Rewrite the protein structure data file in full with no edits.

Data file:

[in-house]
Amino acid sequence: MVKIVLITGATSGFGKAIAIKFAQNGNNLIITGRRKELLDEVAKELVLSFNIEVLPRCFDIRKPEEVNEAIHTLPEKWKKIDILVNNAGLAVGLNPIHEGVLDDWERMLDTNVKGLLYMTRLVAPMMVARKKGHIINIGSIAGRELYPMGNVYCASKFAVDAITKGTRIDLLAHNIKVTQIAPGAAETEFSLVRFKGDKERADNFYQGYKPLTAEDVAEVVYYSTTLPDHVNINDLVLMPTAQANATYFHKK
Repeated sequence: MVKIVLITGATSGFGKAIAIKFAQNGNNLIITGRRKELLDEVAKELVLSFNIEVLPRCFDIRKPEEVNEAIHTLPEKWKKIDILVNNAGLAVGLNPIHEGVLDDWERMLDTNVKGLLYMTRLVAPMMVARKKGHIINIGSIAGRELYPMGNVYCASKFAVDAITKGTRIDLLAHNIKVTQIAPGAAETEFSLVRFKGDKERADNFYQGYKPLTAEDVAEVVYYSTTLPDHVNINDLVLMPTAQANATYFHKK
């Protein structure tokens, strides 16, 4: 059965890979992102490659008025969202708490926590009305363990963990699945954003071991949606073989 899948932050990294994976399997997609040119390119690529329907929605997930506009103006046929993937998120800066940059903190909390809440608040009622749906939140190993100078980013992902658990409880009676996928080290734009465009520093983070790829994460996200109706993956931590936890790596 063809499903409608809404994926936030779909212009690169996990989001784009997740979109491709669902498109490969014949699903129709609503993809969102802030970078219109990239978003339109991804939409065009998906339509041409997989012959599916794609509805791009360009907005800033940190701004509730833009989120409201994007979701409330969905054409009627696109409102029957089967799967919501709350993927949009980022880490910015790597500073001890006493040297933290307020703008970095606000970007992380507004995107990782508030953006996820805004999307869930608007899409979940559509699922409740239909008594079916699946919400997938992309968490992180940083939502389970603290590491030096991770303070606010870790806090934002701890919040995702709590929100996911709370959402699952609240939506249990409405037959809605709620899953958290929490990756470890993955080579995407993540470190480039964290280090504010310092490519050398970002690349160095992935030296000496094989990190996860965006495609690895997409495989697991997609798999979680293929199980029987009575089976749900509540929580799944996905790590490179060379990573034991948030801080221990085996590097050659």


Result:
[in-house]
Amino acid sequence: MVKIVLITGATSGFGKAIAIKFAQNGNNLIITGRRKELLDEVAKELVLSFNIEVLPRCFDIRKPEEVNEAIHTLPEKWKKIDILVNNAGLAVGLNPIHEGVLDDWERMLDTNVKGLLYMTRLVAPMMVARKKGHIINIGSIAGRELYPMGNVYCASKFAVDAITKGTRIDLLAHNIKVTQIAPGAAETEFSLVRFKGDKERADNFYQGYKPLTAEDVAEVVYYSTTLPDHVNINDLVLMPTAQANATYFHKK
Repeated sequence: MVKIVLITGATSGFGKAIAIKFAQNGNNLIITGRRKELLDEVAKELVLSFNIEVLPRCFDIRKPEEVNEAIHTLPEKWKKIDILVNNAGLAVGLNPIHEGVLDDWERMLDTNVKGLLYMTRLVAPMMVARKKGHIINIGSIAGRELYPMGNVYCASKFAVDAITKGTRIDLLAHNIKVTQIAPGAAETEFSLVRFKGDKERADNFYQGYKPLTAEDVAEVVYYSTTLPDHVNINDLVLMPTAQANATYFHKK
């Protein structure tokens, strides 16, 4: 059965890979992102490659008025969202708490926590009305363990963990699945954003071991949606073989 899948932050990294994976399997997609040119390119690529329907929605997930506009103006046929993937998120800066940059903190909390809440608040009622749906939140190993100078980013992902658990409880009676996928080290734009465009520093983070790829994460996200109706993956931590936890790596 063809499903409608809404994926936030779909212009690169996990989001784009997740979109491709669902498109490969014949699903129709609503993809969102802030970078219109990239978003339109991804939409065009998906339509041409997989012959599916794609509805791009360009907005800033940190701004509730833009989120409201994007979701409330969905054409009627696109409102029957089967799967919501709350993927949009980022880490910015790597500073001890006493040297933290307020703008970095606000970007992380507004995107990782508030953006996820805004999307869930608007899409979940559509699922409740239909008594079916699946919400997938992309968490992180940083939502389970603290590491030096991770303070606010870790806090934002701890919040995702709590929100996911709370959402699952609240939506249990409405037959809605709620899953958290929490990756470890993955080579995407993540470190480039964290280090504010310092490519050398970002690349160095992935030296000496094989990190996860965006495609690895997409495989697991997609798999979680293929199980029987009575089976749900509540929580799944996905790590490179060379990573034991948030801080221990085996590097050659």